The Posies

The Posies

The Posies

Every Kind of Light

Ryko

Jon Auer and Ken Stringfellow may not have been able to revive Big Star on last year’s hit and miss “reunion” album, In Space, but from the sounds of Every Kind of Light, their off-again-on-again day job band may be a different story. And if The Posies sound like a new band here, it’s because they are. Auer and Stringfellow are joined by newcomers Matt Harris (Oranger) on bass and Darren Minwalla (Preston School of Industry) on drums. The result is a well-arranged, collaborative effort that showcases not only Auer and Stringfellow’s trademark harmonies but a number of new wrinkles, too.

Cool overlapping vocals highlight opener “It’s Great to Be Here Again,” a choogling, organ-flavored statement of purpose. It’s not, however, a song about how The Posies feel to be back in the saddle. Instead the track is one of two here (the other being set closer “Sweethearts of Rodeo Drive,” with its shout-outs to celebrity Hummer drivers) about rampant consumerism and the corporate culture in America. “Conversations,” which follows, has quickly become one of my all-time favorite Posies songs. Achingly beautiful verses alternate with a repetitive chorus that will stick in your head for days. Give this one a shot and it will really sneak up on you.

Although they allegedly called it quits in 1999, The Posies have continued to tour occasionally and can always be counted on to bring the ear-splitting rock live. “All In A Day’s Work,” which evokes life on the road, is a pounding cruncher that wouldn’t have sounded out of place on 1993’s grunge-era Frosting On the Beater. “There’s only so many chords that haven’t been played yet,” Auer sings. “And the check’s in the mail, but we haven’t been paid yet.” The Stringfellow-fronted “I Guess You’re Right” is another heavy number with interesting guitar effects and an inventive vocal arrangement. And “I Finally Found A Jungle I Like!” is a party anthem par excellence.

More mellow but no less intriguing is “Anything and Everything,” with a lighter-than-air pillow of harmonies like something off a 10CC record. Auer sings about drowning heartbreak in alcohol on the laid-back “Last Crawl.” And “Love Comes,” which could be a hit single in another universe, is pure pop confection with sweet harmonies, a nagging guitar and some terrific piano work.

The record’s only misstep is Stringfellow’s “Could He Treat You Better,” a falsetto, faux-blues number (and cleverly disguised slam of President Bush) that slows the momentum. Nice to hear The Posies try something new, but this one just doesn’t work musically.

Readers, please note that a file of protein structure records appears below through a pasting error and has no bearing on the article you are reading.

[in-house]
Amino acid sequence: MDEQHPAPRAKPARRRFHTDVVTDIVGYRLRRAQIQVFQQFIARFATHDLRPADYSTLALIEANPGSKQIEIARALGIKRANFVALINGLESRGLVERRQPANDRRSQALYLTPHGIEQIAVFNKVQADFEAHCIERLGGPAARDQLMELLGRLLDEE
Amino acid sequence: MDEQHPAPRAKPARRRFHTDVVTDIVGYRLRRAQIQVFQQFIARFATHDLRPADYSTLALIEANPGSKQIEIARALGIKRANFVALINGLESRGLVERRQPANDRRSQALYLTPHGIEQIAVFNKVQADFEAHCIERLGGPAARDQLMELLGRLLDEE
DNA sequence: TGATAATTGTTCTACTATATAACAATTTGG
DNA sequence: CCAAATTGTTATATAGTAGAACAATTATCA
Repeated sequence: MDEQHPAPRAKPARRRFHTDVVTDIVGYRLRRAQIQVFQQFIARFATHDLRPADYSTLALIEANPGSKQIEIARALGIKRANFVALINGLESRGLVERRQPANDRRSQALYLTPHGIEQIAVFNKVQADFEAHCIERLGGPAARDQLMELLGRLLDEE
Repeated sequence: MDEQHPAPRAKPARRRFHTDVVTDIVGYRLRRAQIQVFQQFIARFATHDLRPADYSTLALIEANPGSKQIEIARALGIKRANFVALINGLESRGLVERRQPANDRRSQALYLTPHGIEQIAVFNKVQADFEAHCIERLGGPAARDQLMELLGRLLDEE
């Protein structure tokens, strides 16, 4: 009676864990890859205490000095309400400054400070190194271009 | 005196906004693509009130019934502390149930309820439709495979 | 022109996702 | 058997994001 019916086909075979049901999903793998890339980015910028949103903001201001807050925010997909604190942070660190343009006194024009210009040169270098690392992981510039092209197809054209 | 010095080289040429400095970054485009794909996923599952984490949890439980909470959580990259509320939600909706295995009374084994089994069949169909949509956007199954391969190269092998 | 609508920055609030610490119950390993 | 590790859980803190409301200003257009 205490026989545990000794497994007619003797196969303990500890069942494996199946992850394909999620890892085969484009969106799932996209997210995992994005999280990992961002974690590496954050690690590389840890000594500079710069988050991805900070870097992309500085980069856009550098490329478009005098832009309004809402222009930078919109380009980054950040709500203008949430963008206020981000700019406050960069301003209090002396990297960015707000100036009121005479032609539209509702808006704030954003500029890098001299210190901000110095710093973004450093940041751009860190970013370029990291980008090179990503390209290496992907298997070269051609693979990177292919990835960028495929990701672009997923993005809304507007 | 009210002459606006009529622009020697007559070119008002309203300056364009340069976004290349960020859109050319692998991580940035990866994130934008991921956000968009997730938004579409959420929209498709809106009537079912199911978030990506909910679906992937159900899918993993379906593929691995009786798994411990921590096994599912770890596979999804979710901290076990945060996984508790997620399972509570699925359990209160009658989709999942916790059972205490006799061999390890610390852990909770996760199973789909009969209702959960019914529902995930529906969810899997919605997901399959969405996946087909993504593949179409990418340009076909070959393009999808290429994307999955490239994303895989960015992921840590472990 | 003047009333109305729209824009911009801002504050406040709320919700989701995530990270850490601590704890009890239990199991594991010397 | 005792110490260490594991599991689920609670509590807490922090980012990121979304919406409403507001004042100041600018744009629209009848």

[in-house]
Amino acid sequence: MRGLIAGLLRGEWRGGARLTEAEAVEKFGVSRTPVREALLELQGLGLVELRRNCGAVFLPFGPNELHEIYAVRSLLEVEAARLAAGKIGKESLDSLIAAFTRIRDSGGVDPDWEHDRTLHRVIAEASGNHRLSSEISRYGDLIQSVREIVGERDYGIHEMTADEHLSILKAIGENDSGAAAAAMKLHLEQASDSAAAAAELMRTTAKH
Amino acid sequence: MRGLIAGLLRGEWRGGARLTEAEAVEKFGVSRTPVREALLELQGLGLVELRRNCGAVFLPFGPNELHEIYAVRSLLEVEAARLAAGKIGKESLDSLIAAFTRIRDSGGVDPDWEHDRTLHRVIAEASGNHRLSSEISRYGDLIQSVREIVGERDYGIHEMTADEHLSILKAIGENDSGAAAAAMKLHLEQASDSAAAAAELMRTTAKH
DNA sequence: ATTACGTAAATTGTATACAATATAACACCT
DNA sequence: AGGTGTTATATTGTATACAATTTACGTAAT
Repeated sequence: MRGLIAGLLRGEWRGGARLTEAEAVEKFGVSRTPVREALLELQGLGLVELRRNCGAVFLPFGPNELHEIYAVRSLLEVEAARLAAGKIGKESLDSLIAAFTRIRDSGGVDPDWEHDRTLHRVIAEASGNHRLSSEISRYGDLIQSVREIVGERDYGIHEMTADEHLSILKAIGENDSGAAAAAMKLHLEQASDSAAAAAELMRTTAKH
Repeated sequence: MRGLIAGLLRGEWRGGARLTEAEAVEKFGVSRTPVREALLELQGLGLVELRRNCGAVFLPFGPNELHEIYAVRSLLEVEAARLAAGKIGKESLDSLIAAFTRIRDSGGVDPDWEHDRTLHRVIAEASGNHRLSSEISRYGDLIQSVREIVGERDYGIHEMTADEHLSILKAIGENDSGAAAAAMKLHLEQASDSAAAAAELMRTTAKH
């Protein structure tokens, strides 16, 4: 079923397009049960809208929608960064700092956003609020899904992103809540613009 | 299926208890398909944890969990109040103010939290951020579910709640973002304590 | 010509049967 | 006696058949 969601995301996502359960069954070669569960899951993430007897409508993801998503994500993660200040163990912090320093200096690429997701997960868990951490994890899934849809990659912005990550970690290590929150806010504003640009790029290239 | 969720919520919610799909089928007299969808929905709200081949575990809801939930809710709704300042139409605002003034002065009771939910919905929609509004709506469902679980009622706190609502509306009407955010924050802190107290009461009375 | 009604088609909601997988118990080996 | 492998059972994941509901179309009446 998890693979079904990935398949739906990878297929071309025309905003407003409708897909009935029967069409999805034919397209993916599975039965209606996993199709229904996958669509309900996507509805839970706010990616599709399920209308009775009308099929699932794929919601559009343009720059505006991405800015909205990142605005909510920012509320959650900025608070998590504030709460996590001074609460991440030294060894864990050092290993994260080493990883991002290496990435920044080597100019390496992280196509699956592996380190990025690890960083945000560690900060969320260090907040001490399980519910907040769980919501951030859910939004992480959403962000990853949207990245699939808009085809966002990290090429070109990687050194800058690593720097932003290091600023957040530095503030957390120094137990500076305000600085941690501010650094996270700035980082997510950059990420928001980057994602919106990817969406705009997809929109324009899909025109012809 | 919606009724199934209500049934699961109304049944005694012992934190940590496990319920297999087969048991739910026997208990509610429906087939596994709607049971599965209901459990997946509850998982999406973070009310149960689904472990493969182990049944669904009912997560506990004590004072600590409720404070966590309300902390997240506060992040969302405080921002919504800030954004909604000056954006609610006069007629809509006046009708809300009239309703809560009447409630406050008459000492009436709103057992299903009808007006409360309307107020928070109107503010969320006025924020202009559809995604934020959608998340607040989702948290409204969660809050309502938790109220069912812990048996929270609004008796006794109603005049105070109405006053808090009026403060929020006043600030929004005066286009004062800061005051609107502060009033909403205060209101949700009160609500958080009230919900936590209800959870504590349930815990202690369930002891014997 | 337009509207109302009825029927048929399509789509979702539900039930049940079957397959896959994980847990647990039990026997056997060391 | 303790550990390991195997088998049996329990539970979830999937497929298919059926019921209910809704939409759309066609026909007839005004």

Still The Posies mostly rise to the occasion on Every Kind of Light, with a new band, a new sound and an infusion of new creativity. Here’s to hoping they hang around this jungle for as long as they like.

The Posies: www.theposies.net • Ryko: www.rykodisc.com

Leave a Comment

Your email address will not be published. Required fields are marked with *

Recently on Ink 19...

  • The Lyons
    The Lyons

    A man on his deathbed is surrounded by bickering family members, many of which you would strangle him given the chance. In other words: a brilliant comedy!

  • The Reading Room
    The Reading Room

    Today’s episode features author Anna-Marie O’Brien talking about her book Adventures of a Metalhead Librarian: A Rock N’ Roll Memoir with Ink 19’s Rose Petralia.

  • Bush Tetras
    Bush Tetras

    Rhythm and Paranoia (Wharf Cat). Review by Scott Adams.

  • Tom Tom Club
    Tom Tom Club

    The Good The Bad and the Funky (Nacional). Review by Julius C. Lacking.

  • Barnes & Barnes
    Barnes & Barnes

    Pancake Dream (Demented Punk Records). Review by Carl F. Gauze.

  • Jeremiah Lockwood
    Jeremiah Lockwood

    A Great Miracle: Jeremiah Lockwood’s Guitar Soli Chanukah Album (Reboot). Review by Bob Pomeroy.

  • Metallica: The $24.95 Book
    Metallica: The $24.95 Book

    From an underground band that pioneered the thrash metal sound, to arguably the biggest rock act in the new millennium, Metallica has had a long and tumultuous history. Ben Apatoff scours a myriad of sources to catalog this history in his new book.

  • Araceli Lemos
    Araceli Lemos

    Shortly after AFI Fest 2021 wrapped, Generoso spoke at length with director, Araceli Lemos about her award-winning and potent feature debut, Holy Emy. Lemos’s film uses elements of body horror in her story about the exoticization of two Filipina sisters living in Greece and how that exploitation creates a distance between them.

  • Southern Accents 55
    Southern Accents 55

    A woofin’ good time with cuts from Hank Williams, Muddy Waters, Delta Moon and more from KMRD 96.9, Madrid, New Mexico!

  • Rosencrantz and Guildenstern are Dead
    Rosencrantz and Guildenstern are Dead

    Absurdism with a healthy dose of air conditioning.

From the Archives